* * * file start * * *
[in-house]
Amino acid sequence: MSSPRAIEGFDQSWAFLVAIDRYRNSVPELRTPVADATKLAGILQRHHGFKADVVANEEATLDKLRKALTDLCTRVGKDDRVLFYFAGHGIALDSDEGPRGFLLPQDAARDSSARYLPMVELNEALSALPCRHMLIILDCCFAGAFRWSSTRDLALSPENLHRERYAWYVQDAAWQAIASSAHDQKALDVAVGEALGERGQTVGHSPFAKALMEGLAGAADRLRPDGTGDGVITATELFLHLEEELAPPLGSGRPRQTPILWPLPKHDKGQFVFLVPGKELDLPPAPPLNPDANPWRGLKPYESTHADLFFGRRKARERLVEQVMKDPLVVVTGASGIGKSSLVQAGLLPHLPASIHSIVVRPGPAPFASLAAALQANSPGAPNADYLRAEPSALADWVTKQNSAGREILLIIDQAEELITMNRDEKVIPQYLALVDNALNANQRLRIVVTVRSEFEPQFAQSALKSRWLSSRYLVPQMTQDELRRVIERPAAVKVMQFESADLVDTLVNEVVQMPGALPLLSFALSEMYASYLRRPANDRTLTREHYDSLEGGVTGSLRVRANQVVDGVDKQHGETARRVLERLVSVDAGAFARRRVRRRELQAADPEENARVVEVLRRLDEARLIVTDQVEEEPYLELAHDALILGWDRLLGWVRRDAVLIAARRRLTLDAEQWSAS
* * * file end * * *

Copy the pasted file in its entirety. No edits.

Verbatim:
[in-house]
Amino acid sequence: MSSPRAIEGFDQSWAFLVAIDRYRNSVPELRTPVADATKLAGILQRHHGFKADVVANEEATLDKLRKALTDLCTRVGKDDRVLFYFAGHGIALDSDEGPRGFLLPQDAARDSSARYLPMVELNEALSALPCRHMLIILDCCFAGAFRWSSTRDLALSPENLHRERYAWYVQDAAWQAIASSAHDQKALDVAVGEALGERGQTVGHSPFAKALMEGLAGAADRLRPDGTGDGVITATELFLHLEEELAPPLGSGRPRQTPILWPLPKHDKGQFVFLVPGKELDLPPAPPLNPDANPWRGLKPYESTHADLFFGRRKARERLVEQVMKDPLVVVTGASGIGKSSLVQAGLLPHLPASIHSIVVRPGPAPFASLAAALQANSPGAPNADYLRAEPSALADWVTKQNSAGREILLIIDQAEELITMNRDEKVIPQYLALVDNALNANQRLRIVVTVRSEFEPQFAQSALKSRWLSSRYLVPQMTQDELRRVIERPAAVKVMQFESADLVDTLVNEVVQMPGALPLLSFALSEMYASYLRRPANDRTLTREHYDSLEGGVTGSLRVRANQVVDGVDKQHGETARRVLERLVSVDAGAFARRRVRRRELQAADPEENARVVEVLRRLDEARLIVTDQVEEEPYLELAHDALILGWDRLLGWVRRDAVLIAARRRLTLDAEQWSAS